Homa just won for the fourth time in his PGA Tour career, but as we documented in the Wells Fargo recap, he's an all-or-nothing guy. And he's been almost all nothing in majors, never finishing better than 40th and most of the time missing the cut. Homa is just too good – his game really doesn't have a weakness – to be this bad in majors. He finished 48th at the Masters last month, and we'll consider that a baby step.
Tier 3 Values
Matt Fitzpatrick - $7,900 (+4500)
Fitzpatrick is bound to be highly owned, for a variety of reasons. Namely, he plays well on hard golf courses, is playing well this season and his price begins with a 7. Fitzpatrick is coming off a T14 at Augusta, was T23 last year at the PGA and has been a reliable cut-maker in majors, 20 out of 27 to be exact. The Englishman is ranked top-25 in every single strokes-gained category, including No. 1 in the most important one of all: Strokes Gained: Total. He's also ranked seventh on Tour in bogey avoidance.
Keegan Bradley - $7,500 (+6500)
Bradley is on a heater. He started the year ranked 87th in the world and is now 45th, following three top-8s in his past five starts, beginning with a solo fifth at THE PLAYERS and ending with a runner-up to Max Homa at the Wells Fargo last time out. We know all about how good his tee-to-green game is, and now his putting is pretty average, which is a vast improvement. Bradley has made nine of 11 cuts in PGAs and shared 17th place last year.
Harold Varner III - $7,000 (+11000)
This may be our favorite play in the whole field. Varner is 37th in the world rankings. He was sixth at THE PLAYERS and is coming off a T3 at Hilton Head. He was T23 at the Masters, and that was with an 80 on Saturday. It was reminiscent of his 81 when paired with Brooks Koepka in the final round of the 2019 PGA. Varner is really coming on, and if that horrid 80 at Augusta had merely been a terrible 75, he'd have notched a top-10. He's ranked 30th on Tour in SG: Around-the-Green.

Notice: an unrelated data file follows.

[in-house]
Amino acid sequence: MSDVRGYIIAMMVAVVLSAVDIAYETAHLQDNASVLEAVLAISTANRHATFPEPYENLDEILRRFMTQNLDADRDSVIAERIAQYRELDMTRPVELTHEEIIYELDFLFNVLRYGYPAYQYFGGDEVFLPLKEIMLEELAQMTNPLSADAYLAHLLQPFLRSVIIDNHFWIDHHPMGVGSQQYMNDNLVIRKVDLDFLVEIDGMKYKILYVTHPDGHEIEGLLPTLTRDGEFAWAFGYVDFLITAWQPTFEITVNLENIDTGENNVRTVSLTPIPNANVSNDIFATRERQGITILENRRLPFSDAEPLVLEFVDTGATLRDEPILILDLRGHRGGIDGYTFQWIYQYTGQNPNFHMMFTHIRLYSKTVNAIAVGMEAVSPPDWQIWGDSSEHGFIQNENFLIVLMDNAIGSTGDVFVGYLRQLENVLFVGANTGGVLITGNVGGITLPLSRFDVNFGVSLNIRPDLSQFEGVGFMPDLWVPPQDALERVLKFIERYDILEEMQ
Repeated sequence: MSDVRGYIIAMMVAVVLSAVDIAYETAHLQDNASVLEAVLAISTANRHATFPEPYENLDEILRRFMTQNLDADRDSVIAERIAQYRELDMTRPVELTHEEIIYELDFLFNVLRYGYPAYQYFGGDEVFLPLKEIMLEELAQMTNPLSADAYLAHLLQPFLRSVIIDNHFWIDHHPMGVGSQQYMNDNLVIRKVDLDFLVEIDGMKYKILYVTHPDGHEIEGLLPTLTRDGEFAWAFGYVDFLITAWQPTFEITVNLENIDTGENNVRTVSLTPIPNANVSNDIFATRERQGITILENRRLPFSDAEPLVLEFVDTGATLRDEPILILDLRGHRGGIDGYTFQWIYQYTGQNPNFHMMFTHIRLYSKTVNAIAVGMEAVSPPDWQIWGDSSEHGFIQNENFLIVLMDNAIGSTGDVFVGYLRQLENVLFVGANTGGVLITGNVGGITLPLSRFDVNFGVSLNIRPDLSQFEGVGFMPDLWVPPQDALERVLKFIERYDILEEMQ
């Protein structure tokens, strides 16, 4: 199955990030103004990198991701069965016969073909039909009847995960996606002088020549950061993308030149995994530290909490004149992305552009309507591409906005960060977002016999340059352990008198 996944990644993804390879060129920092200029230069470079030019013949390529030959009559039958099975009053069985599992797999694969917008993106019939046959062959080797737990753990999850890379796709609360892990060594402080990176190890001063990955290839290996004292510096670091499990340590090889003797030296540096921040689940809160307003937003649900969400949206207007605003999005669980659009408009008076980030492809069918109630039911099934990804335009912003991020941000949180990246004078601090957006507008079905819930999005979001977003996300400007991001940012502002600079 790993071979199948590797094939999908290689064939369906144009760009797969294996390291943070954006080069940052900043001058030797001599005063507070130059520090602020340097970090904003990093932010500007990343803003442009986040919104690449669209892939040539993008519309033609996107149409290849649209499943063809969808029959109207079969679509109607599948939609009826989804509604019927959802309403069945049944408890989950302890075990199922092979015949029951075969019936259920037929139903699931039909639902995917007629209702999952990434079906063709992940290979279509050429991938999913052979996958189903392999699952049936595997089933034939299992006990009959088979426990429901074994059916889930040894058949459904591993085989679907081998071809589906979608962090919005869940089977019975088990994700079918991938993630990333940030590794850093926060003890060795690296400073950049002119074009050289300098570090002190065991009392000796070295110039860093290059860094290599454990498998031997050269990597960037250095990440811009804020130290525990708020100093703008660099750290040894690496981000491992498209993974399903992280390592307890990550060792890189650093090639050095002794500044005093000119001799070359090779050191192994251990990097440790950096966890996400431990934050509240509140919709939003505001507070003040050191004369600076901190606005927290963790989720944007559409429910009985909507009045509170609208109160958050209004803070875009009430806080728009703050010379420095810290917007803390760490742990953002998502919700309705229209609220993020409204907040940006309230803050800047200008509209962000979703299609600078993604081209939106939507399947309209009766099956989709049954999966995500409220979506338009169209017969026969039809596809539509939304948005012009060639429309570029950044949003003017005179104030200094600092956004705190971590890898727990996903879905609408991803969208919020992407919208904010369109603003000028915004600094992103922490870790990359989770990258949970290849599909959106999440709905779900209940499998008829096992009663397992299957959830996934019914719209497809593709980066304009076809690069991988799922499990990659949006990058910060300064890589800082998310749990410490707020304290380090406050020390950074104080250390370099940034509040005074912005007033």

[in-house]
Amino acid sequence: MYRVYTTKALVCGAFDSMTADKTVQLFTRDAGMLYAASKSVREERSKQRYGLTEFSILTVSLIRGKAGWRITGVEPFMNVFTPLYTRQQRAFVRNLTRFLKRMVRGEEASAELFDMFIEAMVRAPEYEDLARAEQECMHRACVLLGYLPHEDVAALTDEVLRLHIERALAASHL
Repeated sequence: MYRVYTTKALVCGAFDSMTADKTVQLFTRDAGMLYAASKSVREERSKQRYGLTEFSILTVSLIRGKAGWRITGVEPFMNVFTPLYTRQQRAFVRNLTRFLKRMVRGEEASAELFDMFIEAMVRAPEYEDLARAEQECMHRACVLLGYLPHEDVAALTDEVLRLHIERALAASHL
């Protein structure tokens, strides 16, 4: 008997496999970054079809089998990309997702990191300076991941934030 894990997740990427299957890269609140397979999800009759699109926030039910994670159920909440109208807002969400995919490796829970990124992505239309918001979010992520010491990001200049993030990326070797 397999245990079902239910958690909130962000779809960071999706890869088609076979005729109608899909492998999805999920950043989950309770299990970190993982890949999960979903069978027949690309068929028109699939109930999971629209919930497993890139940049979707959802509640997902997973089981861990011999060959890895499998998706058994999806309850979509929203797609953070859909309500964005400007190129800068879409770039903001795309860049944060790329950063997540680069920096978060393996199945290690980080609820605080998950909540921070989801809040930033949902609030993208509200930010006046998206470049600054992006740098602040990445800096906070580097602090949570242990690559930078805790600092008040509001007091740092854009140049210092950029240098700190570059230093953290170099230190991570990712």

Alex Noren - $7,000 (+13000)
Here's another great value play. Noren has made his past nine cuts to move to the brink of returning to the top-50 in the world (52nd). He can contend a birdie-fest (12th at the Byron Nelson) and at a stingy course (T5 at the Honda). He's ranked ninth on Tour in bogey avoidance. Remember, Noren used to be a top-10 golfer.
Robert MacIntyre - $6,900 (+11000)
While we mentioned up top that a lot of $6K guys will make the cut – that's just math – the task becomes harder when deciding on each guy individually. We'll start with the young Scotsman who has never missed a cut in eight major starts, most recently a tie for 23rd at the Masters. It hasn't been a great year for MacIntyre; he's played only three PGA Tour stroke-play events in all of 2022. But he's made all three cuts, including shared 15th place at Riviera.
Matt Kuchar - $6,800 (+8000)
Guys in the $6000s don't go off at 80-1 very often. Like, never. But that's where the DK sportsbook puts Kuchar, who has been on a roll of late. He was second at the Valero, third at the RBC Heritage and 12th last week at the Nelson, fueling a return to the top-100 in the world at No. 78. He's ranked fifth on Tour in bogey avoidance. You're gonna have to ask yourself what side of Kuchar's recent PGA Championship history you're on: In the past seven years, he's had three top-10s and four missed cuts.
Kevin Kisner - $6,800 (+18000)
Kisner will be challenged by the length, for sure. But he is a very accurate driver, which should allow him to at least position himself on the correct side of the fairway. From there, he has good GIR% and we all know about his short game. Kisner has made four his of his past six cuts at PGAs – and all four of them have been top-20s.
Adam Hadwin - $6,300 (+18000)
As with Kisner, a long track isn't the best place to play Hadwin. But we think the course offers enough nuance and Hadwin has enough game to make it to the weekend. He usually finds a way. He's made six of his past eight cuts in majors, including three straight PGAs. Other than driving distance, his numbers look good for Southern Hills, notably a ranking of 19th in SG: Around-the-Green and 15th in bogey avoidance.